The "real" Mima was a mental specter trying to possess Mima.Like Dom's projection of Mal, she formed out of Mima's issues with leaving the idol group. When Mima became an actress, she was having a hard time staying the dominant personality, so she had to find a way to retake Mima's mind. But during the course of the movie, she's forced further and further out of Mima's mind by other issues until she ends up possessing Rumi instead. The first few times "real" Mima appears, she's in Mima's reflection. After that, she appears in other places entirely. When Rumi was trying to kill Mima, we still saw her reflection, even though "real" Mima was chasing Mima down the street. And at the end of the movie, when Rumi looks in the mirror, her reflection is "real" Mima, signifying she's been completely taken over.
"Real" Mima is Mima's Shadow.She was Mima's denial that her actions had corrupted her Contractual Purity. And of course, during the climax, Mima denies that they're the same person, leading to "real" Mima trying to kill her.
The pop-star Mima and the detective-drama Mima are different people.The detective drama Mima we saw Mima star in was actually filmed after the events of the movie, in a case of Ripped from the Headlines. The first Mima, an idol-turned-actress, was the one involved with the Me-Mania murders. However, the Mima shown during the filmed scenes was an actress in a Show Within a Show (er...within a show?) That explains why her scenes of being hallucinated and stalked were juxtaposed with Mima's hallucinations and being stalked. The first Mima did survive and get a happy ending, but the ending was so suddenly uplifting is because that scene was from the television series.
Mima killed the photographer.Late in the movie, Mima reads Mima's Room and it mentions her going shopping. Mima doesn't remember going shopping. However, if you pay attention, it does briefly show a photo on Mima's Room of Mima going shopping. My explanation is thus: Rumi took Mima shopping to try and cheer her up. While there, Rumi took a photo of Mima - it doesn't matter why. When Rumi gets home and changes into the Mima-persona, she writes the story on Mima's Room and posts the photo. Rumi-Mima is confused enough to genuinely believe it's a photo of her. Meanwhile, Mima suffers a breakdown causing her to forget the whole incident, much like how she forgot that Rumi had come to visit her and mistook it for a dream. She then reads Mima's Room, panics, breaks down and changes into the clothes, before going and murdering the photographer. She comes home, bundles the clothes away in the bag, gets into bed and wakes up the next morning, confusing it for a dream. The M.O. is close enough to that of the previous murders that people immediately assume it's the same killer.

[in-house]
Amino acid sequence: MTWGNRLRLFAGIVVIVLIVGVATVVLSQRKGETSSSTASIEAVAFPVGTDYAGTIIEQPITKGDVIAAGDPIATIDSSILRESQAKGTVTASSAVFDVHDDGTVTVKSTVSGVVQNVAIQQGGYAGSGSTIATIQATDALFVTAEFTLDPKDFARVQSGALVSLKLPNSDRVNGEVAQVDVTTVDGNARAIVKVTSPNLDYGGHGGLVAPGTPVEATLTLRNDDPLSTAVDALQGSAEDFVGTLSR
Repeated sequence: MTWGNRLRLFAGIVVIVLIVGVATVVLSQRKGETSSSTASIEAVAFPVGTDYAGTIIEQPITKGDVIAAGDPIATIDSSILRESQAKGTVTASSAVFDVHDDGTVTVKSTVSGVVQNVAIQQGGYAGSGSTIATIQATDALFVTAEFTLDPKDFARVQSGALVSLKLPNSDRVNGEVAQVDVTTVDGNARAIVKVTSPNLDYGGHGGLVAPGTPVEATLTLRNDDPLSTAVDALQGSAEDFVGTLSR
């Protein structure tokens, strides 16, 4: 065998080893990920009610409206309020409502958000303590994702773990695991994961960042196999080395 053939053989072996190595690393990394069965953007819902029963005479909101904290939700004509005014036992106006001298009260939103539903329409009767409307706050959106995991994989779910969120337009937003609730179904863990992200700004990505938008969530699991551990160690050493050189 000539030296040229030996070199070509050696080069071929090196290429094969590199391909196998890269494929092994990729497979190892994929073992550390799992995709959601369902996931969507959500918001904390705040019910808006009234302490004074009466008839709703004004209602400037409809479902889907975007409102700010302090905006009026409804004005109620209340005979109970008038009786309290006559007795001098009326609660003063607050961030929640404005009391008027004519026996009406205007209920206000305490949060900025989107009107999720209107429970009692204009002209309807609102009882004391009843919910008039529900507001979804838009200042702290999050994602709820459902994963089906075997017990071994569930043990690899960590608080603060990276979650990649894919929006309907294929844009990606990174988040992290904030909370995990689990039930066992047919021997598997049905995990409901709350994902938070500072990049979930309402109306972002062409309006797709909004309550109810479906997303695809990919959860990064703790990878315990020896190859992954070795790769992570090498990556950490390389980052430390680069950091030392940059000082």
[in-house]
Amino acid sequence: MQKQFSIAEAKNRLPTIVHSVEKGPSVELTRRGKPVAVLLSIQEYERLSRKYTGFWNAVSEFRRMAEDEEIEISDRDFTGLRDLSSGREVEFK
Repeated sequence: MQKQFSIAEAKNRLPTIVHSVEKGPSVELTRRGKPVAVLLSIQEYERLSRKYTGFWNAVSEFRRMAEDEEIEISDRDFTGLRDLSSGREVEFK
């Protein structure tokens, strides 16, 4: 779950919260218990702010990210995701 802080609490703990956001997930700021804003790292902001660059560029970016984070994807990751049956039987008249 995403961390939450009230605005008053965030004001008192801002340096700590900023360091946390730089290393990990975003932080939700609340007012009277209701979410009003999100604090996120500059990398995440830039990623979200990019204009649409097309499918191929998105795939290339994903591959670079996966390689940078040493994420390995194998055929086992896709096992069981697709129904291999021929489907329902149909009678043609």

Rumi had psychic powers.One of the most accepted theories behind the plot of Paranoia Agent is that the main character had psychic powers that affected reality. It goes with Kon's use of Magical Realism and it plays with the way the supernatural is portrayed in movies: we always see the story from the viewpoint of the person with powers, but what is it like for the people that surround them? I think this is a good explanation behind the whole Rumi thing: Rumi somehow obtained psychic powers and the whole plot was a trap for her to ensnare Mima's psyche. At the end she fails due to her own lack of control, and Mima becomes completeley sane because she is no longer in her influence, and has grown from the experience. Unlike Rumi, who is unable to advance from the past.
A murderer is still at large by the end.Part of the whole point of the movie was to keep us guessing what was going on. The way I see it, the movie is telling us that:
- (1) Mima really did murder that photographer and then cover it up (not hard to do since both Rumi and Me-Mania had already committed murders of their own and Mima could easily have deluded even herself into believing either of them did it), or...
- (2) the skeptics were wrong and some part of Mima's spirit (the "real" Mima hallucination which kept bedeviling her) really did get out and take control of Rumi, driving her to commit the murder.
If (2) is the case, then the murderous spirit of "real" Mima is currently locked up with Rumi, but since she was able to jump from Mima to Rumi in the first place, she can probably jump just as easily from Rumi to someone else (such as maybe one of Rumi's nurses at the mental hospital), so we still have a murderous Mima on the loose.
Either way, people had better be nice to Mima, or there'll be more murders in the future.
Mima can't sing.Rumi dubs over all of her live performances.
Me-Mania was a fan of Rumi during her idol days.
Rumi is a rape survivor.What if her reaction to Mima acting out a rape scene was not only Rumi seeing "herself" (as in, "Real" Mima) violated, but triggered an actual memory from Rumi's past? It could also explain how this is a moment when the line between Rumi's and Mima's persona blur.
Mima is still delusional at the end of the film.What other explanation is there for the Wham Shot at the very end, where Mima speaks in Rumi's voice (and appears, if you don't look at the reflection, to have Rumi's hair)? It's just that her mask of sanity is more securely adjusted. While Rumi believes that she is the real Mima, Mima believes herself to be Rumi pretending to be Mima — and for obvious reasons, she acts the part perfectly, meaning that no one can tell that she's still crazy. Perhaps even she doesn't feel the difference anymore, hence her line "I'm the real thing" — and if Mima herself is (in her own mind) pretending to be Mima, what really is the difference?